TEHRAN — The black-market money changers are lying low these days here in Iran’s capital, feeling the heat of a government that has singled them out for much of the blame in the free fall of the national currency, the rial.
“Money trading on the sidewalk has become like illicit drug trafficking,” one trader, Asghar, said Sunday in a small shop near the British Embassy. “But it will not remain so.” Asghar, like others interviewed, asked that his last name not be used, fearing arrest.
There have been no more protests since Wednesday’s unscripted march from the Grand Bazaar by hundreds of merchants, enraged about a currency that lost close to 40% of its value in a matter of days.
The demonstration was a bold statement from the beleaguered merchants, viewed as stalwarts of the government and a major force backing the 1979 Islamic Revolution. The cloth salesmen, gold sellers and others were furious at what they view as economic policies that have failed to protect the currency, playing havoc with the markets.
Police presence has been bolstered in the bazaar and at intersections favored by money changers, sending a message that further acts of public defiance will not be tolerated. The atmosphere at the bazaar this weekend was tense, though the hustle and bustle Sunday probably seemed normal from shoppers’ perspective.
On Thursday, the government announced the arrest of 16 unidentified “currency disturbers.” On Sunday, the Tehran public prosecutor’s office said the number had reached 30.
President Mahmoud Ahmadinejad, whom many merchants seem to blame for the crisis, has pointed the finger at 22 unnamed ringleaders, apparently currency manipulators, as well as the withering effects of U.S.-led economic sanctions meant to pressure Iran on its controversial nuclear program. Revenue from oil, the nation’s principal export, is said to be way down. The president has also lamented a “psychological war” that, in his view, seems to have contributed to a run on the rial and its abrupt drop.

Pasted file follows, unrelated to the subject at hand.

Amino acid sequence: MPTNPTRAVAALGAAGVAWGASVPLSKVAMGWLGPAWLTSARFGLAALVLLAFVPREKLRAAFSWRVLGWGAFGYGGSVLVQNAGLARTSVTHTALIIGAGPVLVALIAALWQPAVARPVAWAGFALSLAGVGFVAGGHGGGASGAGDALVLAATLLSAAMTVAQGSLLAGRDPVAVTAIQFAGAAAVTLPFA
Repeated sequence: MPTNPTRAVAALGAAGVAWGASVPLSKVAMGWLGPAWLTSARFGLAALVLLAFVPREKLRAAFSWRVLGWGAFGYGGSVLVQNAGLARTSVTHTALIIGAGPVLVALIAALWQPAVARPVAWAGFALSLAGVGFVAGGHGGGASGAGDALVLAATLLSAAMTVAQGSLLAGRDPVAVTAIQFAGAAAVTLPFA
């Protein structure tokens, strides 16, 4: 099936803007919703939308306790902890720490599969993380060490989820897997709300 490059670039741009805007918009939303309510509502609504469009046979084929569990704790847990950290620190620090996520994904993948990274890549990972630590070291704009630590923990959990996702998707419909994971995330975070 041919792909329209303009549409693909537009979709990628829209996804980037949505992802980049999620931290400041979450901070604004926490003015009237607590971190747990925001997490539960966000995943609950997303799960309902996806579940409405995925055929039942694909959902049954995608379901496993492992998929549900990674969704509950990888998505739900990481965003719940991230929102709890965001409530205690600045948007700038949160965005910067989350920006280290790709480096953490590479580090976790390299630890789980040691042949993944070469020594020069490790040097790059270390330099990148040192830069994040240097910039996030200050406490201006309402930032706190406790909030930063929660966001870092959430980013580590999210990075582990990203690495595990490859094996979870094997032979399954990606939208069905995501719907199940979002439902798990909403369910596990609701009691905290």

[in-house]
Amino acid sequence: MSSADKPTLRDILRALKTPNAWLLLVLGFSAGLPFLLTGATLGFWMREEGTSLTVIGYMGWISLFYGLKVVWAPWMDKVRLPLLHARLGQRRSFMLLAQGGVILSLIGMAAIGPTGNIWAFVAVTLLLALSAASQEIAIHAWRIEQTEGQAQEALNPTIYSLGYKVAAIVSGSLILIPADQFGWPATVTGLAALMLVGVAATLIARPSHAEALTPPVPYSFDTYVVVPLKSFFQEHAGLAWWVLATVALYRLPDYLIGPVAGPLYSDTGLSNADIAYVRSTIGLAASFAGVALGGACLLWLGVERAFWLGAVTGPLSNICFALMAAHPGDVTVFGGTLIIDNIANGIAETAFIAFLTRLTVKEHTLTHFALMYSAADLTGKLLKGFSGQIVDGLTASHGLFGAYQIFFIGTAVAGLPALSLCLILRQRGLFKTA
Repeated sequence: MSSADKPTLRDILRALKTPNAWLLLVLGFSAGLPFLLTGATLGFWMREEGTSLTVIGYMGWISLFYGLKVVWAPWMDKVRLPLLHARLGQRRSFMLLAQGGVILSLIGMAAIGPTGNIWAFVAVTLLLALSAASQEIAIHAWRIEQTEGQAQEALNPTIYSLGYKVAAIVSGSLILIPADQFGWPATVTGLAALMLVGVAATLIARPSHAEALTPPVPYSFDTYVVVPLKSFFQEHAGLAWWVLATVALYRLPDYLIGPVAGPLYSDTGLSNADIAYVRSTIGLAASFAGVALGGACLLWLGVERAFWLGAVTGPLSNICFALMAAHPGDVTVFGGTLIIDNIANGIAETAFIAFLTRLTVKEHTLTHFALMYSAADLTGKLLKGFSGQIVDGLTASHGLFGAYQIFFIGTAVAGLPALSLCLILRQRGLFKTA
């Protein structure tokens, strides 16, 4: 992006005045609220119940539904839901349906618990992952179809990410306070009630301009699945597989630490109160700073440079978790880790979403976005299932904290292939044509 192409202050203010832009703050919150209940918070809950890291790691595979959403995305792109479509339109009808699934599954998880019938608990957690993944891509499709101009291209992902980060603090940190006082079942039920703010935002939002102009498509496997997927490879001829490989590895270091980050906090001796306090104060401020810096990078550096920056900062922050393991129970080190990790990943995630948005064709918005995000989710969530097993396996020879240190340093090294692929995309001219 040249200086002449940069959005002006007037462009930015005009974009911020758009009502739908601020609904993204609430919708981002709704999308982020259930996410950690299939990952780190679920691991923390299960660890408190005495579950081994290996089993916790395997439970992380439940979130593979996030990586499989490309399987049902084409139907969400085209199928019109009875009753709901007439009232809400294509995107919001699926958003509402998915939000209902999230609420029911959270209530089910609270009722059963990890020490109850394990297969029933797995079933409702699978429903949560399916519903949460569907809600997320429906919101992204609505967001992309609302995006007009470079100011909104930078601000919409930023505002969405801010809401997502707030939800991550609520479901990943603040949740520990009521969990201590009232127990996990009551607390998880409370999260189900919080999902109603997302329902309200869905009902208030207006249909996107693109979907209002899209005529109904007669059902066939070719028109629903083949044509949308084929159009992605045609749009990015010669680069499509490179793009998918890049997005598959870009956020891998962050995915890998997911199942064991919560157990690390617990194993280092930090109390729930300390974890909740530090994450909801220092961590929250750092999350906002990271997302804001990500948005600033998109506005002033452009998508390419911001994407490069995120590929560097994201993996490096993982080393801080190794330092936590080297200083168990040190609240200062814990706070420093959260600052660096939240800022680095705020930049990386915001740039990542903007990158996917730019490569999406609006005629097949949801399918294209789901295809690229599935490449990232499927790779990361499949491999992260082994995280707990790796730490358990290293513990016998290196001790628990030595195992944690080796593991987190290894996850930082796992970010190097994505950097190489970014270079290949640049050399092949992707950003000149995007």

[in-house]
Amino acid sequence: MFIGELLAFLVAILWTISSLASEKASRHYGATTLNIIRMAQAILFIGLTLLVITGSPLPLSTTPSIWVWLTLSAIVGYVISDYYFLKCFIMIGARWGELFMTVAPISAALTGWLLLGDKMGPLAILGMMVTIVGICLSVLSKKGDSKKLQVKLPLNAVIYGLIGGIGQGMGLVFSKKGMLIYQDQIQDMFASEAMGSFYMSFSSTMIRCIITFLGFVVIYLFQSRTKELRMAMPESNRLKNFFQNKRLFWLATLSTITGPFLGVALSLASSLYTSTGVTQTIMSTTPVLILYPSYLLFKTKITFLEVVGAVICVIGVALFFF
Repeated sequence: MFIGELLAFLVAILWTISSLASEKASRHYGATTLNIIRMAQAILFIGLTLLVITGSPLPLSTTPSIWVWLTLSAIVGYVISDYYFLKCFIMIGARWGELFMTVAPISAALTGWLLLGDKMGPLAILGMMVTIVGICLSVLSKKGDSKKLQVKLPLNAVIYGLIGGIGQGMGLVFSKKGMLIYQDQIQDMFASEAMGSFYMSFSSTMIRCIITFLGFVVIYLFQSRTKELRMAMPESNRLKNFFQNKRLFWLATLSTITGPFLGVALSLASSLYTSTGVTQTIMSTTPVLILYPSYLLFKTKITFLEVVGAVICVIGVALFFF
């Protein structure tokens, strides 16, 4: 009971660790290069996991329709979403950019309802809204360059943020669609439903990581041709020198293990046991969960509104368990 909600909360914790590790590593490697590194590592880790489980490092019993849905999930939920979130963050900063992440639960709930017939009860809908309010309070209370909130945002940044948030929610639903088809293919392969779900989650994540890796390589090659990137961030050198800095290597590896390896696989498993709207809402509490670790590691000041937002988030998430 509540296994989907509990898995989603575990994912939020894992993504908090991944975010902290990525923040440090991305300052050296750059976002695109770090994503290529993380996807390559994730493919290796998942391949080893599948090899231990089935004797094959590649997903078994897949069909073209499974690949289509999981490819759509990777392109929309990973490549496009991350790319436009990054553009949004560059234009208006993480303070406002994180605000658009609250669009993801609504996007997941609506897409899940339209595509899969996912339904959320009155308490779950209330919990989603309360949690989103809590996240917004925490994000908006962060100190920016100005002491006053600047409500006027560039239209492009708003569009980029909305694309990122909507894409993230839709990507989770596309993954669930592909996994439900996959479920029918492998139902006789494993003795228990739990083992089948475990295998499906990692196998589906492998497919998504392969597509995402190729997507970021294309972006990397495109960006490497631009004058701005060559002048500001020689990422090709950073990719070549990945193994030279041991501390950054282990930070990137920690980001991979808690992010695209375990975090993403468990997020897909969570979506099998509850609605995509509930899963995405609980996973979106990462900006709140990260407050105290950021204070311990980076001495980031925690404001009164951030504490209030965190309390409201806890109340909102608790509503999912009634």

This was not just a currency exchange issue, but one that affected pocketbooks: Prices of consumer goods and staples rose sharply with the exchange rate, further pinching middle- and working-class Iranians. People saw the value of their savings nose-dive with the currency.
International analysts warned of hyperinflation, a phenomenon known to topple governments. Iranians rushed to buy dollars, euros, gold — anything that seemed a stable investment.
The leadership took notice, dispatching police and cracking down on currency traders. At Friday’s Islamic prayers, there was a thinly veiled warning from a firebrand preacher, Ayatollah Ahmad Khatami.
“The merchants in the bazaar should not misuse their unity against people,” Khatami said, citing a Koranic script equating hoarding and disturbing the markets with “murdering a human being.”
A sense of cautious calm has returned to the bazaar and nearby streets, at least for now.
Officially sanctioned exchange shops were trading Sunday at the official rate, offering to buy greenbacks at about 28,000 rials to the dollar. There were few takers, in contrast to the frenzied pace of just a week ago. Consumers and traders alike seem to have little doubt that the rate will adjust to free-market demand in days or weeks, once official oversight lessens, triggering a new dash for dollars.
“Everyone expects another plunge,” said Hassan, a currency dealer. Few here seem to doubt it.
Mostaghim is a special correspondent. Times staff writer Patrick J. McDonnell in Beirut contributed to this report.